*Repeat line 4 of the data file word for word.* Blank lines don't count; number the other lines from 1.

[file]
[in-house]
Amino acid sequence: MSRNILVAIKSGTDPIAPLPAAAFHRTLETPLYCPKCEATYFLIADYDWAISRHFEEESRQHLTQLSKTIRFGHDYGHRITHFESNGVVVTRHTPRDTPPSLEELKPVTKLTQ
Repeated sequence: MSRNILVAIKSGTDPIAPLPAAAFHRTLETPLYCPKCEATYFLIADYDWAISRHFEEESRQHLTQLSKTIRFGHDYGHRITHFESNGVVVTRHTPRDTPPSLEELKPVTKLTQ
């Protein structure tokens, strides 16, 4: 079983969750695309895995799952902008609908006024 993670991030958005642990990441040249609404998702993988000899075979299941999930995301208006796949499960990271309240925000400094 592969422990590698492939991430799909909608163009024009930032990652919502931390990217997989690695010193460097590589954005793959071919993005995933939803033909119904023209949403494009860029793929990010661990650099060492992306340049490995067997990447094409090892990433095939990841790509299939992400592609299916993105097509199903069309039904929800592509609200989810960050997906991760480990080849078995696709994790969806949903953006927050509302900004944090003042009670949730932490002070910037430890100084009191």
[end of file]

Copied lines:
């Protein structure tokens, strides 16, 4: 079983969750695309895995799952902008609908006024 993670991030958005642990990441040249609404998702993988000899075979299941999930995301208006796949499960990271309240925000400094 592969422990590698492939991430799909909608163009024009930032990652919502931390990217997989690695010193460097590589954005793959071919993005995933939803033909119904023209949403494009860029793929990010661990650099060492992306340049490995067997990447094409090892990433095939990841790509299939992400592609299916993105097509199903069309039904929800592509609200989810960050997906991760480990080849078995696709994790969806949903953006927050509302900004944090003042009670949730932490002070910037430890100084009191």